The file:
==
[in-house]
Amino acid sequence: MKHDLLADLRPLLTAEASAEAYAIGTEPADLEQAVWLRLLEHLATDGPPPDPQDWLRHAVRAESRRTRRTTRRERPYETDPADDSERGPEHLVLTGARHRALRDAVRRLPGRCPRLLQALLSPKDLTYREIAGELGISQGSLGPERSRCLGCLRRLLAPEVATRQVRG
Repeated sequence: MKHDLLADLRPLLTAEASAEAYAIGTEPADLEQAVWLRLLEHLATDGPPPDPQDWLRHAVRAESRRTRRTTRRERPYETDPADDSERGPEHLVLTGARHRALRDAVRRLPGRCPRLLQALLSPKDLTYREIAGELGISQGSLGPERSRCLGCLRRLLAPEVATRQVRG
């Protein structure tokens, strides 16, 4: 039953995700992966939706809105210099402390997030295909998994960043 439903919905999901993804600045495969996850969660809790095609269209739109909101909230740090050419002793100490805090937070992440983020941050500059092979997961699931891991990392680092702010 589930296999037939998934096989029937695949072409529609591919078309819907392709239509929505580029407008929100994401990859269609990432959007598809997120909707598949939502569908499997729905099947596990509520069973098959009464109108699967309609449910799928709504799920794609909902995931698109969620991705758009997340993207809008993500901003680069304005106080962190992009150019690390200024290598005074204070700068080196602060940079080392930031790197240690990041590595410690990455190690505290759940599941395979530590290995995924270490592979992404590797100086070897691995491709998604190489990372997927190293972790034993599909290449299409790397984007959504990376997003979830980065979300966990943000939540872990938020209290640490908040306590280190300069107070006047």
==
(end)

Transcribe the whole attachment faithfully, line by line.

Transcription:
[in-house]
Amino acid sequence: MKHDLLADLRPLLTAEASAEAYAIGTEPADLEQAVWLRLLEHLATDGPPPDPQDWLRHAVRAESRRTRRTTRRERPYETDPADDSERGPEHLVLTGARHRALRDAVRRLPGRCPRLLQALLSPKDLTYREIAGELGISQGSLGPERSRCLGCLRRLLAPEVATRQVRG
Repeated sequence: MKHDLLADLRPLLTAEASAEAYAIGTEPADLEQAVWLRLLEHLATDGPPPDPQDWLRHAVRAESRRTRRTTRRERPYETDPADDSERGPEHLVLTGARHRALRDAVRRLPGRCPRLLQALLSPKDLTYREIAGELGISQGSLGPERSRCLGCLRRLLAPEVATRQVRG
């Protein structure tokens, strides 16, 4: 039953995700992966939706809105210099402390997030295909998994960043 439903919905999901993804600045495969996850969660809790095609269209739109909101909230740090050419002793100490805090937070992440983020941050500059092979997961699931891991990392680092702010 589930296999037939998934096989029937695949072409529609591919078309819907392709239509929505580029407008929100994401990859269609990432959007598809997120909707598949939502569908499997729905099947596990509520069973098959009464109108699967309609449910799928709504799920794609909902995931698109969620991705758009997340993207809008993500901003680069304005106080962190992009150019690390200024290598005074204070700068080196602060940079080392930031790197240690990041590595410690990455190690505290759940599941395979530590290995995924270490592979992404590797100086070897691995491709998604190489990372997927190293972790034993599909290449299409790397984007959504990376997003979830980065979300966990943000939540872990938020209290640490908040306590280190300069107070006047």